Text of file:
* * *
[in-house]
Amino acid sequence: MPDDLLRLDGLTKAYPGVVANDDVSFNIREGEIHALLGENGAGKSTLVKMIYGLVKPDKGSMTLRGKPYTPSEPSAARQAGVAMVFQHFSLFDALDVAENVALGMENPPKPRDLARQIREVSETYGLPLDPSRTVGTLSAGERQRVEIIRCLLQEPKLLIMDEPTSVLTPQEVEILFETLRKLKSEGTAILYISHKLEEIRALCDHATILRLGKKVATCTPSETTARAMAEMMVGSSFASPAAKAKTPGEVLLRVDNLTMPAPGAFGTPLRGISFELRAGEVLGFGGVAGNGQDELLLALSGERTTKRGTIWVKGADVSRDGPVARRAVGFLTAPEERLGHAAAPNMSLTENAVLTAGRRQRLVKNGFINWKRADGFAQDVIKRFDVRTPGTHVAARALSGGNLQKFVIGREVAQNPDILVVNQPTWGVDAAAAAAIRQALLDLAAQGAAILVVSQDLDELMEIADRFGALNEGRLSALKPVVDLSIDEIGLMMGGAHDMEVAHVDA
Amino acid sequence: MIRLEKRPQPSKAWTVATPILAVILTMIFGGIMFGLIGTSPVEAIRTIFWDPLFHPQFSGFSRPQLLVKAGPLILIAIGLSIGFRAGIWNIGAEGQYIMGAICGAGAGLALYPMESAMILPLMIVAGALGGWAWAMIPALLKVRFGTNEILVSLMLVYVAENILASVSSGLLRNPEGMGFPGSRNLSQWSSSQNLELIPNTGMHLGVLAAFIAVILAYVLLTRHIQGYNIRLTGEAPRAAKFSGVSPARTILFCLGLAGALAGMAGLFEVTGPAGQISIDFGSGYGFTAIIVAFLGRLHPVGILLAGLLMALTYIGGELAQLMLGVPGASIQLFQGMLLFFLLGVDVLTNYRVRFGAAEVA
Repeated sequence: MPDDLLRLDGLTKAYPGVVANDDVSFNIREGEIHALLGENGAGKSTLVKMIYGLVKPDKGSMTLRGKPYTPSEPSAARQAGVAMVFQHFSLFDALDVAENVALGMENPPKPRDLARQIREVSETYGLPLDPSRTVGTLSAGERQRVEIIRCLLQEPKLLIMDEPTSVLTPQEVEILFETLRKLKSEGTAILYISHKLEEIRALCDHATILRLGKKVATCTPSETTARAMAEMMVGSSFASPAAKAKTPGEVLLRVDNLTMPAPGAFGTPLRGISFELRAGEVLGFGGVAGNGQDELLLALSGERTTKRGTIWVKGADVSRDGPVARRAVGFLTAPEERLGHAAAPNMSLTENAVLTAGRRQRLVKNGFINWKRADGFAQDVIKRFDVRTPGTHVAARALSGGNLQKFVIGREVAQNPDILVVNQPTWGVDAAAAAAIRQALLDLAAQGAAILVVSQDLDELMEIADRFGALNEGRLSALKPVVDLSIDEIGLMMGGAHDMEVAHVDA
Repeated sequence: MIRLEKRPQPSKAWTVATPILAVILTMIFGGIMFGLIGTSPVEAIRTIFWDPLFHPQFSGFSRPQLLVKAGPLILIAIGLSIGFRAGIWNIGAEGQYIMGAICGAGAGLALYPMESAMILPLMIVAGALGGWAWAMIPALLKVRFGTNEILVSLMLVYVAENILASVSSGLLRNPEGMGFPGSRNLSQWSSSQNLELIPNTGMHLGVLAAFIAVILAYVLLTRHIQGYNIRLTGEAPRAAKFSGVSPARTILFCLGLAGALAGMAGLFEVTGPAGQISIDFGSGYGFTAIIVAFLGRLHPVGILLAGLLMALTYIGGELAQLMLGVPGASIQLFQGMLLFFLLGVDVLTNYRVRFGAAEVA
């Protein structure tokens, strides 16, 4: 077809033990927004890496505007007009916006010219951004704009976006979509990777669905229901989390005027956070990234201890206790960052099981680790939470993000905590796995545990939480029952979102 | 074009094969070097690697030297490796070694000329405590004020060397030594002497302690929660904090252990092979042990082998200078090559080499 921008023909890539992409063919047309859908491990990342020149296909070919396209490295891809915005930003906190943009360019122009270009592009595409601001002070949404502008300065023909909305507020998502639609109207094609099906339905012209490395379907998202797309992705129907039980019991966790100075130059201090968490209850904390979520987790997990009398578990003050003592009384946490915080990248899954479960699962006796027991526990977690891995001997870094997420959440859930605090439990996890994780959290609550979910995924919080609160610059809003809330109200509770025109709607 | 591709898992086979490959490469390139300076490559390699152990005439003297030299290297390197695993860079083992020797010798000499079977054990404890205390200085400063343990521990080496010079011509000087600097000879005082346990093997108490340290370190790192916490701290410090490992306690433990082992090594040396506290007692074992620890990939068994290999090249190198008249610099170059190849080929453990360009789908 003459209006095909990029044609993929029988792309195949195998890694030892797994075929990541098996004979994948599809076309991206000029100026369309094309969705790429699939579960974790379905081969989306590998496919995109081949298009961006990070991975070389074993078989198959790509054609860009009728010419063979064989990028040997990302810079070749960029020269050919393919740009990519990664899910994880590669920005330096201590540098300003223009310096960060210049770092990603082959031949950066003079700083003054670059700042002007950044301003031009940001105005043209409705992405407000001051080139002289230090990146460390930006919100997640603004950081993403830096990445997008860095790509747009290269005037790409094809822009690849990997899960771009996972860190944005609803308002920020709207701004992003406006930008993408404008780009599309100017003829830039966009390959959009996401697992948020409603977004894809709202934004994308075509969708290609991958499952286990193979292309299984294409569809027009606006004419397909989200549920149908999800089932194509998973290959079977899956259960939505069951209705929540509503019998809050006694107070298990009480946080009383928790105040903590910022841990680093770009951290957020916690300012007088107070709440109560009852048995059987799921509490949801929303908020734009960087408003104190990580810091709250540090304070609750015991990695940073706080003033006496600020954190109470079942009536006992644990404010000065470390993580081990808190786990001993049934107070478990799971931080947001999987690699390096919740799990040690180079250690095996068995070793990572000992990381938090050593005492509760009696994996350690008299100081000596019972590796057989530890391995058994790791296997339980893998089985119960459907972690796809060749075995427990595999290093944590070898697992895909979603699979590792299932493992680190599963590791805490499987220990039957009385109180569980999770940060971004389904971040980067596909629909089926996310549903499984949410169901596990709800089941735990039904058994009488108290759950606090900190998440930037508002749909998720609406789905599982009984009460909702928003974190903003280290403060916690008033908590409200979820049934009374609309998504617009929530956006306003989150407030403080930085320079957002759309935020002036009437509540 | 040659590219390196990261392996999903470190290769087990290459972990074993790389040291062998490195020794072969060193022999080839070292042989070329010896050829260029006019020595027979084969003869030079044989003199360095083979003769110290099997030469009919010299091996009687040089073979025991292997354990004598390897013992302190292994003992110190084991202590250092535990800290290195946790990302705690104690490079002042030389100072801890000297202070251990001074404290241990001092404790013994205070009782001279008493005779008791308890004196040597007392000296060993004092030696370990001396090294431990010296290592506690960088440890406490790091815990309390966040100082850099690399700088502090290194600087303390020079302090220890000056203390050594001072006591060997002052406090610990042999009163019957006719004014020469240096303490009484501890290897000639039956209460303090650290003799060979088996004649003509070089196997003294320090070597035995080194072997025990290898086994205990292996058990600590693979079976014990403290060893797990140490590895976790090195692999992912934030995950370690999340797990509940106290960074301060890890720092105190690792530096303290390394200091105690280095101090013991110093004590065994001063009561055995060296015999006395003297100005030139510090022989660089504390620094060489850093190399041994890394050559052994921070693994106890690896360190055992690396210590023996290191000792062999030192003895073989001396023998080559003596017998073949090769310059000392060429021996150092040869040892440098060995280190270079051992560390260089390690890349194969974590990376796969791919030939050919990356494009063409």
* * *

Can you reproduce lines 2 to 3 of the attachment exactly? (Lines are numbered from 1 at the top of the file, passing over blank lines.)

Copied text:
Amino acid sequence: MPDDLLRLDGLTKAYPGVVANDDVSFNIREGEIHALLGENGAGKSTLVKMIYGLVKPDKGSMTLRGKPYTPSEPSAARQAGVAMVFQHFSLFDALDVAENVALGMENPPKPRDLARQIREVSETYGLPLDPSRTVGTLSAGERQRVEIIRCLLQEPKLLIMDEPTSVLTPQEVEILFETLRKLKSEGTAILYISHKLEEIRALCDHATILRLGKKVATCTPSETTARAMAEMMVGSSFASPAAKAKTPGEVLLRVDNLTMPAPGAFGTPLRGISFELRAGEVLGFGGVAGNGQDELLLALSGERTTKRGTIWVKGADVSRDGPVARRAVGFLTAPEERLGHAAAPNMSLTENAVLTAGRRQRLVKNGFINWKRADGFAQDVIKRFDVRTPGTHVAARALSGGNLQKFVIGREVAQNPDILVVNQPTWGVDAAAAAAIRQALLDLAAQGAAILVVSQDLDELMEIADRFGALNEGRLSALKPVVDLSIDEIGLMMGGAHDMEVAHVDA
Amino acid sequence: MIRLEKRPQPSKAWTVATPILAVILTMIFGGIMFGLIGTSPVEAIRTIFWDPLFHPQFSGFSRPQLLVKAGPLILIAIGLSIGFRAGIWNIGAEGQYIMGAICGAGAGLALYPMESAMILPLMIVAGALGGWAWAMIPALLKVRFGTNEILVSLMLVYVAENILASVSSGLLRNPEGMGFPGSRNLSQWSSSQNLELIPNTGMHLGVLAAFIAVILAYVLLTRHIQGYNIRLTGEAPRAAKFSGVSPARTILFCLGLAGALAGMAGLFEVTGPAGQISIDFGSGYGFTAIIVAFLGRLHPVGILLAGLLMALTYIGGELAQLMLGVPGASIQLFQGMLLFFLLGVDVLTNYRVRFGAAEVA